Researchers from Brown University in Providence, US, have discovered a new means of stimulating autophagy, the process by which cells recycle their damaged or worn-out parts and which could provide a basis for future neurodegenerative treatments.
The research team made the discovery while examining the biological process of aging. They found autophagy to increase the lifespans of worms and flies, while experiments conducted in human cells demonstrated its potential in future treatments for neurodegenerative conditions such as Alzheimer’s disease and amyotrophic lateral sclerosis (ALS).
“Autophagy dysfunction is present across a range of age-related diseases including neurodegeneration,” study leader Louis Lapierre said.
“We and others think that by learning how to influence this process pharmacologically, we might be able to affect the progression of these diseases. What we’ve shown here is a new and conserved entry point for stimulating autophagy,” he said.
The process of autophagy consists of misfolded proteins and obsolete organelles being collected into vesicles known as autophagosomes. These are then fused with an enzyme-containing organelle called lysosome, which breaks down the cellular macromolecules and converts them into components the cell can re-use.
The team investigated whether they could improve the autophagy process by manipulating a protein that turns gene expression on and off – known as a transcription factor – which regulates autophagic activity. As the transcription factor needs to be localised in the cell nucleus to activate autophagic activity, Lapierre’s team screened for genes that increase the autophagy transcription factor level (TFEB) within nuclei.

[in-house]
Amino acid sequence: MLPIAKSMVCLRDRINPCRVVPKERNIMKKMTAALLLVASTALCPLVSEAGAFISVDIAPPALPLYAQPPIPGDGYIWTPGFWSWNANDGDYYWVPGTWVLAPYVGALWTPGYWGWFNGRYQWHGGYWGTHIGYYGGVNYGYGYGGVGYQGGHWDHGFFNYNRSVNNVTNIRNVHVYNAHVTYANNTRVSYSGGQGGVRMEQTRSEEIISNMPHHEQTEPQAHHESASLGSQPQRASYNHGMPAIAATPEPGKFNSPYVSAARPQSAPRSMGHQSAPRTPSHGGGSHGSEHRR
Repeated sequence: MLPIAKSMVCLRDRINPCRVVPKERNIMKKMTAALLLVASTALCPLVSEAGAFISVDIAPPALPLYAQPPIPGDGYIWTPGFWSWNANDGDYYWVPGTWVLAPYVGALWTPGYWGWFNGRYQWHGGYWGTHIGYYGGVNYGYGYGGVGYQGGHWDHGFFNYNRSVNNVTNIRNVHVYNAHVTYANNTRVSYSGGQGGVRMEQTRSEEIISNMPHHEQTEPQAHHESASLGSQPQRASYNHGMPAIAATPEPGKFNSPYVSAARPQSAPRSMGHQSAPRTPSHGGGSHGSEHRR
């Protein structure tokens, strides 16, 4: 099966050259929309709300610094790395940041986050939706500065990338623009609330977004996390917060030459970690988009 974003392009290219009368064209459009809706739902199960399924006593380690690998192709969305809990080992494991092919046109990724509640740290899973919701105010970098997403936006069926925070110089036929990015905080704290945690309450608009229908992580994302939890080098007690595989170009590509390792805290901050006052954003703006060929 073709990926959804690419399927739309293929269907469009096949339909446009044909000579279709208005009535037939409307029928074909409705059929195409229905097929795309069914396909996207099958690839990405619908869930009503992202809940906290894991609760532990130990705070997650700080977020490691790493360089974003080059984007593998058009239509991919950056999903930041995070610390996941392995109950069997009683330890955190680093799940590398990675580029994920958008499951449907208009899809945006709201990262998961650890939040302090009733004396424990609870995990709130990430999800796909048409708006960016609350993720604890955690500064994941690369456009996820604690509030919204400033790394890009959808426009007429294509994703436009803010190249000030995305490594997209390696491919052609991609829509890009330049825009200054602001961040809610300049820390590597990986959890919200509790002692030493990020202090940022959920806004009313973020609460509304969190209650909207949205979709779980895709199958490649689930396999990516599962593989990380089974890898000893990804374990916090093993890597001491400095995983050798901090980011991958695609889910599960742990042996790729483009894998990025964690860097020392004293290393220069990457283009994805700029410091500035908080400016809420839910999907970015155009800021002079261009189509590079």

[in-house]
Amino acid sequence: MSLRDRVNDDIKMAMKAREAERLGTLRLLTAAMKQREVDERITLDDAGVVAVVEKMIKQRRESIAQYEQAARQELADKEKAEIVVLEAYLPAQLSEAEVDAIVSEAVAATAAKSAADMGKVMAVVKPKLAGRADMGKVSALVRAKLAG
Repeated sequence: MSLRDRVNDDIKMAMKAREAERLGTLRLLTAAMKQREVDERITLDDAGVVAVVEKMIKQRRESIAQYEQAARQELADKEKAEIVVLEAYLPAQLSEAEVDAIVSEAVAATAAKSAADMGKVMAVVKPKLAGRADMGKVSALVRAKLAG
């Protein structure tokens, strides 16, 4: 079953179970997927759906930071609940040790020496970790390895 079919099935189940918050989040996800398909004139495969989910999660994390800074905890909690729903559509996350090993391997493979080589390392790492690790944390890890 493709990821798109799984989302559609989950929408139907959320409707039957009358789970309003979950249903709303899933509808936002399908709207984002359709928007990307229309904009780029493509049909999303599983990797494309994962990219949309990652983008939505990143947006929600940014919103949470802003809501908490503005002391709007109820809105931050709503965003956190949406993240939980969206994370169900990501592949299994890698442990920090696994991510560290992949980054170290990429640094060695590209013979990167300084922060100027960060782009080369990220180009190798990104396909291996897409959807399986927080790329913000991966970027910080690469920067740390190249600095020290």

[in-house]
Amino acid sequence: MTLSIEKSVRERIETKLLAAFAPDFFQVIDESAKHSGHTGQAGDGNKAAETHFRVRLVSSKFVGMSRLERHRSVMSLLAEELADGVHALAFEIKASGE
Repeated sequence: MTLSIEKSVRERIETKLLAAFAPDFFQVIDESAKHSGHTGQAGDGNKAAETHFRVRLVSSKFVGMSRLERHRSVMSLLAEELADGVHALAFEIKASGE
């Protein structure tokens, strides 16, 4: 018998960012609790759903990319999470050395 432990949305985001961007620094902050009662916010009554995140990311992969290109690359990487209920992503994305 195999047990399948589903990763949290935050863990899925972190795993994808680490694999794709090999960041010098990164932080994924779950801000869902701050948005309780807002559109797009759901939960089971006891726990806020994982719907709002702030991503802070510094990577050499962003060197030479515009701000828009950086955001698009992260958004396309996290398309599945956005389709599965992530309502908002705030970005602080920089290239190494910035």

Using the nematode C. elegans, the team found that reducing the protein XPO1, which is used to transport proteins out of the nucleus, causes a nuclear accumulation of the nematoda version of TFEB. They found this accumulation to be linked to an increase in autophagy markers, including increased autophagosome, autolysosomes as well as increased lysosome biogenesis. The lifespan of treated nematodes were also shown to increase by between 15% and 45%.
“By blocking the escape of this transcription factor from the nucleus, we could not only influence autophagy but we could get an increase in lifespan as well,” Lapierre said.
The team found selective inhibitors of nuclear export (SINE), which are typically used in cancer treatments as XPO1-inhibitors, to have a similar gene inhibiting effect as that seen in the screening experiment.
In further experiments, SINE was tested on genetically modified fruit flies that acted as ALS models. In these experiments, the treated flies showed a small but notable increase in lifespan.
“Our data suggests that these compounds can alleviate some of the neurodegeneration in these flies,” Lapierre said.
Finally, the team examined whether XPO1 inhibition had a similar effect on autophagy in human cells as in nematodes by treating human HeLa cells with SINE. Findings showed TFEB concentrations in nuclei to increase, as did markers of autophagic activity and lysosomal biogenesis.
“Our study tells us that the regulation of the intracellular partitioning of TFEB is conserved from nematodes to humans and that SINE could stimulate autophagy in humans,” Lapierre said.
“SINE have been recently shown in clinical trials for cancer to be tolerated, so the potential for using SINE to treat other age-related diseases is there.”
The initial research provides proof of concept for using autophagy as a treatment for age-related conditions. Future research is anticipated to examine these drugs in more clinically relevant models of neurodegenerative diseases.
The findings were published in the journal Cell Reports.